(For the uninitiated, “Head-On” was a homeopathic topical headache “remedy”.  As it is scientifically impossible for such a thing to work, in about three different ways, they could not actually make any claims about it working  under truth-in-advertising laws)

  • Vermic

     

    I have heard (and this is probably apocryphal) that the rather ludicrous commercial for “Head-On” was the result of an issue where they were forced to cut all the false or unsupportable claims they’d wanted to make about the product, and with what was left,  their only choice to fill out the twenty seconds was to simply shout “Head On! Apply Directly to the Forehead!” over and over.

    The story I heard (which is almost but not quite as interesting) is that they were working with focus groups to decide which marketing concept to go with, and as a control there was one ad which was just the name of the product repeated over and over.  The control ended up testing the highest, by a large margin (as measured by how well the audience remembered it, which is the primary metric of success in advertising), so they used it instead.”Head-On: Apply Directly to the Forehead!” is obnoxious, but doggone it, it’s stuck in our brains, and that makes it, from a marketing POV, a Good Commercial.  We can only thank our lucky stars that every commercial isn’t like that yet.

  • AnonymousSam

    Especially since the Head-On commercials are extremely short when compared to most commercials. Imagine having to suffer through twelve iterations of this between each five minute segment of show.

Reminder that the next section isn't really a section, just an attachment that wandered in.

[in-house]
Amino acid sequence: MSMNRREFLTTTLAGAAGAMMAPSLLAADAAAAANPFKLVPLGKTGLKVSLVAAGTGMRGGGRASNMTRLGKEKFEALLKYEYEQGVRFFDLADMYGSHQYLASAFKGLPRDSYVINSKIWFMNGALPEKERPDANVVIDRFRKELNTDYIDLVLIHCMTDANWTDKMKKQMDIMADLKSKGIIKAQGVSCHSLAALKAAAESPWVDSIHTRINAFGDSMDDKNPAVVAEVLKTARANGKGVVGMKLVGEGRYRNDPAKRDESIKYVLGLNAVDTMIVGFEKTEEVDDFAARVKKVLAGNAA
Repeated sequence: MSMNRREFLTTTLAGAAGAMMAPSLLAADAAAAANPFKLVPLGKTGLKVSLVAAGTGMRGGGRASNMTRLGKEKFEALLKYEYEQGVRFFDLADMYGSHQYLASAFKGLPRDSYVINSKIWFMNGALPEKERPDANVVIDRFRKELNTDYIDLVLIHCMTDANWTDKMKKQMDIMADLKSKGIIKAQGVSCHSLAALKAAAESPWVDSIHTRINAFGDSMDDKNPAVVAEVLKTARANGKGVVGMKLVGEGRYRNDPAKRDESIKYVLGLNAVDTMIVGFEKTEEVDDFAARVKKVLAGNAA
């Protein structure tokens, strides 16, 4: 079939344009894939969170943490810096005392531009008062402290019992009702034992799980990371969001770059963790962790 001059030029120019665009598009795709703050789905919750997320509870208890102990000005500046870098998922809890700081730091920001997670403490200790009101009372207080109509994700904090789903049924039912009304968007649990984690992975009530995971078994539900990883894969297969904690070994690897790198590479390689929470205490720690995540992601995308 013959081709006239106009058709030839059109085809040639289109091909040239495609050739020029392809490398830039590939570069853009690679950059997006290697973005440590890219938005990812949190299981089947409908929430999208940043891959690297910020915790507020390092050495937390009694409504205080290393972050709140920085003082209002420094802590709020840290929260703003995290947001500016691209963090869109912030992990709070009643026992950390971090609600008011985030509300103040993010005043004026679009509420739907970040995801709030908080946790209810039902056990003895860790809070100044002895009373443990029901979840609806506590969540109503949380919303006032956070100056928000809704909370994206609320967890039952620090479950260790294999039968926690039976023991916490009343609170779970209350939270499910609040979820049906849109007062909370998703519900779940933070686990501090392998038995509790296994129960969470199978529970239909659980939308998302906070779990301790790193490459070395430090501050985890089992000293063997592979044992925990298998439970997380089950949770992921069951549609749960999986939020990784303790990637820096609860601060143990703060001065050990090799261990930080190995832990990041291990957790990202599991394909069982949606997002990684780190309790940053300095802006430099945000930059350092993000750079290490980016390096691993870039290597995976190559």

“McDonald’s: Apply directly to the mouth!”
    “Friskies: Apply directly to the cat!”
    “Old Spice Body Wash: Apply directly to the pits!”
    “Trojan: Apply directly to the–[Commercial abruptly ends, lawsuits ensue]”

  • http://blog.trenchcoatsoft.com Ross

    “McDonald’s: Apply Directly To The Mouth” would not be an entirely unexpected marketing ploy from the company thatsomehow managed to think that “Yeah, I’d Hit It” would make a good slogan for marketing food-like product.

    “Apply Directly to the Cat” is a marketing slogan I would totally get behind.

  • http://jamoche.dreamwidth.org/ Jamoche

    Every time I see an ad say something was “clinically tested” I wonder if that phrase has any real meaning at all.

  • The_L1985

     Contains a Clinically Tested Ingredient!!

    We’re not going to tell you what the tests found out about it, though.

  • Ross Thompson

    Every time I see an ad say something was “clinically tested” I wonder if that phrase has any real meaning at all.

    http://xkcd.com/1096/

  • http://pulse.yahoo.com/_2CUJHSQSQYTYT4DPZSKTVESYNQ B